For years Roman Catholics believed unbaptised babies would spend eternity in ‘limbo’ rather than going to heaven.
But now the ‘cruel’ belief has almost completely died out, a study in Ireland has found.
Limbo was considered to be an intermediate place between heaven and hell and unbaptised babies would be buried on unconsecrated ground on the edge of churchyards.
It was important to baptise a baby as quickly as possible for fear that if a baby died, they would be consigned to limbo.
But a study has found that the beliefs have now almost completely died out in Ireland.
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For years Roman Catholics believed unbaptised babies would spend eternity in ‘limbo’ rather than going to heaven. But now the ‘cruel’ belief has almost completely died out, a study in Ireland has found (stock)
Liam Kennedy, a history professor at Queen’s University, Belfast carried out the survey of 26 women.
Professor Kennedy explained: ‘The term Limbo does not appear in the Bible or the New Testament.
‘It seems the concept was developed over time by Christians to handle two problems.
‘One was the fate of those who led just lives and who died before Christ came on earth to redeem humankind; the other was the fate of unbaptised babies in the event of death.
‘Children growing up in the Ireland of the 1950s will have a clear remembrance of a metaphysical space or place known as Limbo.
‘For Catholics, though not Irish Protestants, this formed part of a spiritual cosmos which viewed Heaven and Hell as opposite poles, with Purgatory and Limbo occupying rather vaguely defined intermediate positions. But Limbo appears to have disappeared off the spiritual map.
He added: ‘In Ireland, understandings of Limbo, along with Heaven, Hell and Purgatory, were handed down by parents, schoolteachers, priests and nuns, drawing on the teachings of the Catholic Church.
‘Catholics in Ireland, from the 1960s onwards, turned their backs on a religious belief they found not credible or even cruel and the institutional church itself placed less and less emphasis on the ‘doctrine’ of Limbo.’
He added: ‘A fear of Limbo drove parents to have their new-born child baptised as soon as was practicable.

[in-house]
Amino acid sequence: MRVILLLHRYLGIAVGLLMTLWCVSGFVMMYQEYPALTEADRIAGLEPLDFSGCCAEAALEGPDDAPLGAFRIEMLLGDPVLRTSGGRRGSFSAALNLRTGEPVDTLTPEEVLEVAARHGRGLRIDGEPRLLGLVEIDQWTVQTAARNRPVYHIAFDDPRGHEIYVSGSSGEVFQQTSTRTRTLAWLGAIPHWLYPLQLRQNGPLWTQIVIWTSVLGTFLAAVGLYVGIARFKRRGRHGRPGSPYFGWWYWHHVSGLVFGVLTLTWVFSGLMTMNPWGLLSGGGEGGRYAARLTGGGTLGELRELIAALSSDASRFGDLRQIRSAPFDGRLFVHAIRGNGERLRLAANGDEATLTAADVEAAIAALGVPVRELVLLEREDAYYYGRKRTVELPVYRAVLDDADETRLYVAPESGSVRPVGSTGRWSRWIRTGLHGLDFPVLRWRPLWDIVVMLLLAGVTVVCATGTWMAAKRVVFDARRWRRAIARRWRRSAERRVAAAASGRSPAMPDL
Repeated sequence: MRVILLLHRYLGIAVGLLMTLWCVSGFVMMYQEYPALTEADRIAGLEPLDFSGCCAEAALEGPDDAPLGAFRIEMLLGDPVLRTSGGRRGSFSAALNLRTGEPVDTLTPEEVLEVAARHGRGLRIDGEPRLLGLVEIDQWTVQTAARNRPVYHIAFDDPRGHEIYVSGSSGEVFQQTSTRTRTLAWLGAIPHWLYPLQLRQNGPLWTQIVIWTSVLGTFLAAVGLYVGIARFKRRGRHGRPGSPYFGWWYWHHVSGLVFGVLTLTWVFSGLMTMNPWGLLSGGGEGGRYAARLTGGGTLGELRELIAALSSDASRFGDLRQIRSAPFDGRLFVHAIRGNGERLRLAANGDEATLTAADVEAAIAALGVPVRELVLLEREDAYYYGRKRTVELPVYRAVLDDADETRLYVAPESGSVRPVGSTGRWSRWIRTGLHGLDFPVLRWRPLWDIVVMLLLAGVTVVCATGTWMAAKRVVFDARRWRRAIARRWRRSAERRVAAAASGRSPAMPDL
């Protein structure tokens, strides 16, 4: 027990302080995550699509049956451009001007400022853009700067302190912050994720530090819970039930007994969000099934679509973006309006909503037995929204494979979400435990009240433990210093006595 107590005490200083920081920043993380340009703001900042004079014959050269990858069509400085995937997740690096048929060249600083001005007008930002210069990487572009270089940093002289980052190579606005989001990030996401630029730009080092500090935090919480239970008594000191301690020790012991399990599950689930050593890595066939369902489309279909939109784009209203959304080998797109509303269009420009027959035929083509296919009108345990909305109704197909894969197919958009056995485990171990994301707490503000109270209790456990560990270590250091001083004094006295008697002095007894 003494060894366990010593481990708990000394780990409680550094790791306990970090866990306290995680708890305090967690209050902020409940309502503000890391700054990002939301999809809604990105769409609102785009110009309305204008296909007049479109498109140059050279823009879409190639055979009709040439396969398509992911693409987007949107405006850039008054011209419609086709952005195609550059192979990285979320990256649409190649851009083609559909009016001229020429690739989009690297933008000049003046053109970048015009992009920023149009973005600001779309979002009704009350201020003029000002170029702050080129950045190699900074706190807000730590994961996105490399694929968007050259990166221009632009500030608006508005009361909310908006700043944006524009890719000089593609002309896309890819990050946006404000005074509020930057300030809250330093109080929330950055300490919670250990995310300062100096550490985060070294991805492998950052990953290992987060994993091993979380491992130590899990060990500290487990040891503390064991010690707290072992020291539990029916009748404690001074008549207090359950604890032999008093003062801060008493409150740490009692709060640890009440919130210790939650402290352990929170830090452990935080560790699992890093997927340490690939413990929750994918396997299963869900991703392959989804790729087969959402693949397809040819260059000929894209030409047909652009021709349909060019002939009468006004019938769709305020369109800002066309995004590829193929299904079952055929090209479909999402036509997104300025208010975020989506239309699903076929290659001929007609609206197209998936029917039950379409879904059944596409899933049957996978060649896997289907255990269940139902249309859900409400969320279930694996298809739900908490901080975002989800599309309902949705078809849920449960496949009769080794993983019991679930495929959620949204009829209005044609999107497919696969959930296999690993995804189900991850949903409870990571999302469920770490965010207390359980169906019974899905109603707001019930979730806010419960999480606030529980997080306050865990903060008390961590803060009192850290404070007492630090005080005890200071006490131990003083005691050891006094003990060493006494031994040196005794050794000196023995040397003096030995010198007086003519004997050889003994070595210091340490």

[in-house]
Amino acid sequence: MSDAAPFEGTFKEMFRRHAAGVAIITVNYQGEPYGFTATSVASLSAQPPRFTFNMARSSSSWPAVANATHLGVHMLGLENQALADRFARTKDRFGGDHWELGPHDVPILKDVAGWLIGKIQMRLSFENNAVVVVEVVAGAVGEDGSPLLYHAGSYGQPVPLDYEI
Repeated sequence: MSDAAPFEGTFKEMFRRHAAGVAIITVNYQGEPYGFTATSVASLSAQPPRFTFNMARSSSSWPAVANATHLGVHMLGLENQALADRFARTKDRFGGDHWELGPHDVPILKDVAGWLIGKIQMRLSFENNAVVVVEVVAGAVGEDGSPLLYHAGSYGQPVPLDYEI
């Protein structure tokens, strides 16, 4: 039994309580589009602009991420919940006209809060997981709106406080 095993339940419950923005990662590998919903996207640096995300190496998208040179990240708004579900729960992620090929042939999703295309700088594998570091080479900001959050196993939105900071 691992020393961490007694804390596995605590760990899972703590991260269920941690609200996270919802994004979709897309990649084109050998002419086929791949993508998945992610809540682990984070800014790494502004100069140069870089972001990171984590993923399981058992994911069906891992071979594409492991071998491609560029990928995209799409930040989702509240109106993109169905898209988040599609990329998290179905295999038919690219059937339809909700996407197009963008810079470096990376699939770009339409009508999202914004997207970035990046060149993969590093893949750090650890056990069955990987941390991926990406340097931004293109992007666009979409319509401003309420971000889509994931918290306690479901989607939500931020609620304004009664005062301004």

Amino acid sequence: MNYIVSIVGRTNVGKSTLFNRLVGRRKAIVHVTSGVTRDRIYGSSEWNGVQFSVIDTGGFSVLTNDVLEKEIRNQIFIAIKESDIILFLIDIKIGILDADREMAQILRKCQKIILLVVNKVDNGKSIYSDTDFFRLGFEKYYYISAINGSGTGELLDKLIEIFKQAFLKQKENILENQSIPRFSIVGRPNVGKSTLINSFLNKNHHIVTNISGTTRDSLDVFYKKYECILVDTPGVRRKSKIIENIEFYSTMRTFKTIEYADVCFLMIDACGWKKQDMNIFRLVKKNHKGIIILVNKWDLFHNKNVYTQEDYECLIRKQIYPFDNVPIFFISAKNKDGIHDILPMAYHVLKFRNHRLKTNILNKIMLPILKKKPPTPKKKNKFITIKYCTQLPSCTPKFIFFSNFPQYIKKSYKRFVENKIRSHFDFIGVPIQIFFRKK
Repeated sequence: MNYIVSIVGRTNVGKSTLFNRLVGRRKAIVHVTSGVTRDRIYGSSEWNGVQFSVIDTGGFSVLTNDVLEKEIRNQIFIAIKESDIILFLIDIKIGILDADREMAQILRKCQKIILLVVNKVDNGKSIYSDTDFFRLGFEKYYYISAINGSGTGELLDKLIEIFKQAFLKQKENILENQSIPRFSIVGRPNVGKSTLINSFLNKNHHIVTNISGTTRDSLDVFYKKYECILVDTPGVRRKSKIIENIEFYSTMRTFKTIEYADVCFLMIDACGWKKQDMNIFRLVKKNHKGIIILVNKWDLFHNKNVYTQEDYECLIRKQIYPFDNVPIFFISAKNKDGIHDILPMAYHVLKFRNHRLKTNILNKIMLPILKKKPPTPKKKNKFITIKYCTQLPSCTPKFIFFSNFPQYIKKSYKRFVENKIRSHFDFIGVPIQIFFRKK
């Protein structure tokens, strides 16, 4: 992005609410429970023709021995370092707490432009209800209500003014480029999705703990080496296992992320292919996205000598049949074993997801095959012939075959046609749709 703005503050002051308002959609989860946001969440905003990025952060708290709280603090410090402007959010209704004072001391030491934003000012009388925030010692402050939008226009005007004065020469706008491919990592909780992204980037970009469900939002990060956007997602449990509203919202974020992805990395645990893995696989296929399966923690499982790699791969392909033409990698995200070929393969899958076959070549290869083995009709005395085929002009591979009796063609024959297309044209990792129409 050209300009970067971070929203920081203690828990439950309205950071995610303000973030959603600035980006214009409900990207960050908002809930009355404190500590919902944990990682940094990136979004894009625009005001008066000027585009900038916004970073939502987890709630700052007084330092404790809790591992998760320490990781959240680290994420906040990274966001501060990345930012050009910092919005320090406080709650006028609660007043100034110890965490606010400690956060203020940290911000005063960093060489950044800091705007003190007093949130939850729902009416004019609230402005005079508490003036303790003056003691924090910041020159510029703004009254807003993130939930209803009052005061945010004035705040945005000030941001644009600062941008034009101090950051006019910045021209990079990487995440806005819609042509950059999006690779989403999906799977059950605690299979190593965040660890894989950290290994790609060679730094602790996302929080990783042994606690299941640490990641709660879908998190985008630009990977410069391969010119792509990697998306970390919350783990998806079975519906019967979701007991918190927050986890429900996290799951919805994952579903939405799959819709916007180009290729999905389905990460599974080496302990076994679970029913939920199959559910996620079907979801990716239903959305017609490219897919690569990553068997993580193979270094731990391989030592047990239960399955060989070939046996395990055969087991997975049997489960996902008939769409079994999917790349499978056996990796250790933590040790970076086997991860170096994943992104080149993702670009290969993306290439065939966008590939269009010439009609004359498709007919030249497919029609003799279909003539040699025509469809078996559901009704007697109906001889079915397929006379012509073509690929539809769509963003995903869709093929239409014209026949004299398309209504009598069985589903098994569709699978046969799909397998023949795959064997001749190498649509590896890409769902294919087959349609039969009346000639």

‘Otherwise, the infant risked losing eternal happiness and going into a void called Limbo.
‘I have little doubt that mothers who had miscarriages or still-births suffered mental anguish as a result of the death of an unbaptised foetus or still-birth.
‘Heaven was closed to the unbaptised, as indeed was consecrated Church ground.’
Limbo was considered to be an intermediate place between heaven and hell and unbaptised babies would be buried on unconsecrated ground on the edge of churchyards. This image shows Limbo depicted in Christ in Limbo (c. 1575) by a follower of Hieronymus Bosch
Only one of the 26 women surveyed said they felt a belief in limbo survived in Irish society.
Three quarters of respondents felt the decline of belief in Limbo was due to the changing beliefs and values of the Catholic laity in Ireland, rather than change emanating from the centre of the Catholic Church in Rome.
One in four believed that the teaching authority of the Catholic Church – in other words the Pope and the hierarchy – was the source of change.
Speaking about their own experience of Limbo, a respondent in the study said: ‘I was the eldest of ten children.
But in 1954 I had a sister born named Marian (as it was Marian year in Ireland). She was born on a Saturday but died the next day.
‘As was customary then my dad had to take her little body late at night well after dark to an old graveyard and on the perimeter of the graveyard.
WHAT DO CATHOLICS BELIEVE ABOUT LIMBO?
Limbo comes from the Latin word meaning border or edge.
It was considered by medieval theologians to be a state or place reserved for the unbaptised dead.
That includes good people who lived before the coming of Christ.
In the Divine Comedy, Dante placed virtuous pagans and great classical philosophers, including Plato and Socrates, in limbo.
Centuries of tradition and teaching held that babies who die without baptism went to limbo.
The Catholic Church’s official catechism, issued in 1992 after decades of work, dropped the mention of limbo.
In 2007, the Church effectively buried the concept of limbo when the Church’s International Theological Commission said limbo reflected an ‘unduly restrictive view of salvation’.
My dad had to bury her with no grave markings (an unknown grave). But at the time he made a little cross shape tied together with twine, made from two sticks and stuck them in the ground. Every year my dad used to take me to Marian’s grave to say a little prayer.’
Professor Kennedy concluded: ‘The survey was primarily concerned with belief in Limbo and its subsequent demise, as seen from the viewpoint of women.
‘As the decades have gone by, belief in Limbo has withered.
‘So much so that in this present day hardly any of those born in the new millennium will have the slightest notion of what Limbo was (or is), other than as a colloquial expression for being in some indeterminate mood or situation, as for example in the feeling of being “in Limbo”.
‘But it really did matter for the best part of a thousand years and gave rise to both fear and pain.’